The UK Government has decided to pursue the privatisation of state owned broadcaster Channel 4, following a public consultation, which the move to form part of this years Queen’s speech in May (2022). Proceeds from the sale are expected to be shared amongst the creative TV industry, with independent production companies likely to benefit.
Channel 4, however, have responded calling the move disappointing, quoting “significant public interest concerns” over privatisation. According to the BBC quoting a government source, ministers have concluded that government ownership is holding the broadcaster back in a rapidly changing media landscape, despite the business currently performing well.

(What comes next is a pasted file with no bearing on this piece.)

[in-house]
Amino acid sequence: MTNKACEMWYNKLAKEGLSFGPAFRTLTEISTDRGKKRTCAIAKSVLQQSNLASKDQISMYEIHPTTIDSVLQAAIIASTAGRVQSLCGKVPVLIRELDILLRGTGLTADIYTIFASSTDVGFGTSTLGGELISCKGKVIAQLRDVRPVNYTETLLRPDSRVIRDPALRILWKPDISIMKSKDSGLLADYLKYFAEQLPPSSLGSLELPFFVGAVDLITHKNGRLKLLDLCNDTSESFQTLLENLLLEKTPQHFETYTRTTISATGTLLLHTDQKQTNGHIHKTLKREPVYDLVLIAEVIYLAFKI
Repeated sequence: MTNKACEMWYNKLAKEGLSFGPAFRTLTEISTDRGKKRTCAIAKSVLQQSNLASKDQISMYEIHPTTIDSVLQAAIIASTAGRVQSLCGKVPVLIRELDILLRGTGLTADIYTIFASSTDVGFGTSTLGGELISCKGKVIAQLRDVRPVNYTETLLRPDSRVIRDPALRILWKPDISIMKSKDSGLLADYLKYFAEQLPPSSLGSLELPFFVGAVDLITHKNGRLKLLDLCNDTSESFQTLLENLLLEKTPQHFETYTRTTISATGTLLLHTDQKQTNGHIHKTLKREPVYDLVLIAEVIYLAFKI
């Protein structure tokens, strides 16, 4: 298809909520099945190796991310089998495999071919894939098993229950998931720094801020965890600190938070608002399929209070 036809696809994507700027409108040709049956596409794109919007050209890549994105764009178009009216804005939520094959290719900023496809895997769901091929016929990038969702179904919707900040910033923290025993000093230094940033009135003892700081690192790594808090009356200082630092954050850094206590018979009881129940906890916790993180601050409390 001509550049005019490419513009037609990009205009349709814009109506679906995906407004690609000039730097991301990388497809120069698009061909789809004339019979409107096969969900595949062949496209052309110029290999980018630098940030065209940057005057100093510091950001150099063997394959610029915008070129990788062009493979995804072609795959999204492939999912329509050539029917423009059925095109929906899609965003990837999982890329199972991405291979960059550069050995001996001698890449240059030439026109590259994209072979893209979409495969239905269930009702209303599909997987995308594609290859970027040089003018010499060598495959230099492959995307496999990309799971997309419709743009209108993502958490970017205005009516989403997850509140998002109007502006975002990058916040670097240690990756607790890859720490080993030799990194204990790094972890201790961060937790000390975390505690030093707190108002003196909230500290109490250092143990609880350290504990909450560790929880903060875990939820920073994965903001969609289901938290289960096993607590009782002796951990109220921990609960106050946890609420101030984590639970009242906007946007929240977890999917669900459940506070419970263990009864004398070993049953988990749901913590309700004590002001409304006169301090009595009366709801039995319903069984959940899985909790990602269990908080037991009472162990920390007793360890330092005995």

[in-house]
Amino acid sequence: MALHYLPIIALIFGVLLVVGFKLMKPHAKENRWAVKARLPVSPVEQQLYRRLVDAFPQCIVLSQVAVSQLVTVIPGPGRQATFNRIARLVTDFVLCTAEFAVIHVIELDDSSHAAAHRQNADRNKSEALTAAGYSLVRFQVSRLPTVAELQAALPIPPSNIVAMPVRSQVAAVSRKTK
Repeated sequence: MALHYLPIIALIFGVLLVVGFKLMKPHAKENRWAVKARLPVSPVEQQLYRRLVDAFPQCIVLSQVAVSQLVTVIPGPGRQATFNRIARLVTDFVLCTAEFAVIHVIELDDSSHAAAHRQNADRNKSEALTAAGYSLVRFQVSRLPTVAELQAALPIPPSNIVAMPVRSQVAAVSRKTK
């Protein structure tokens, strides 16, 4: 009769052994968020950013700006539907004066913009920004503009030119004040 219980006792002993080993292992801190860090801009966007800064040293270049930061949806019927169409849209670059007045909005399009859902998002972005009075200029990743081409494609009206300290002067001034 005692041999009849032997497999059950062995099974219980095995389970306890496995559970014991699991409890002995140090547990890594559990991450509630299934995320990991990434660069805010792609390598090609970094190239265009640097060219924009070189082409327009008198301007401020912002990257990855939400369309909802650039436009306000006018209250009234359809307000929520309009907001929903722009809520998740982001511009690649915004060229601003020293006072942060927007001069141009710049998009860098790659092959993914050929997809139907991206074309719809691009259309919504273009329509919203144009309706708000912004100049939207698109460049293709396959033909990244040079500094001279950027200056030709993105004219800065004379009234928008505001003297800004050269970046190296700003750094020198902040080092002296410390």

Channel 4 was created in 1982 in order to deliver programmes for audiences under-served by existing broadcasters the BBC and ITV, with the channel initially being associated with the various ITV regional franchises. Unlike the BBC, which is funded through the TV license fee, Channel 4 has relied solely on advertising revenue for income.
With the advent of digital television, Channel 4 has expanded with off-shoots such as Film 4, More 4, and E4, with latter responsible for brining popular American comedies such as The Big Bang Theory to UK screens.
The privatisation process is expected to take some time, as measures to find a buyer and clear regulatory processes need to be carried out.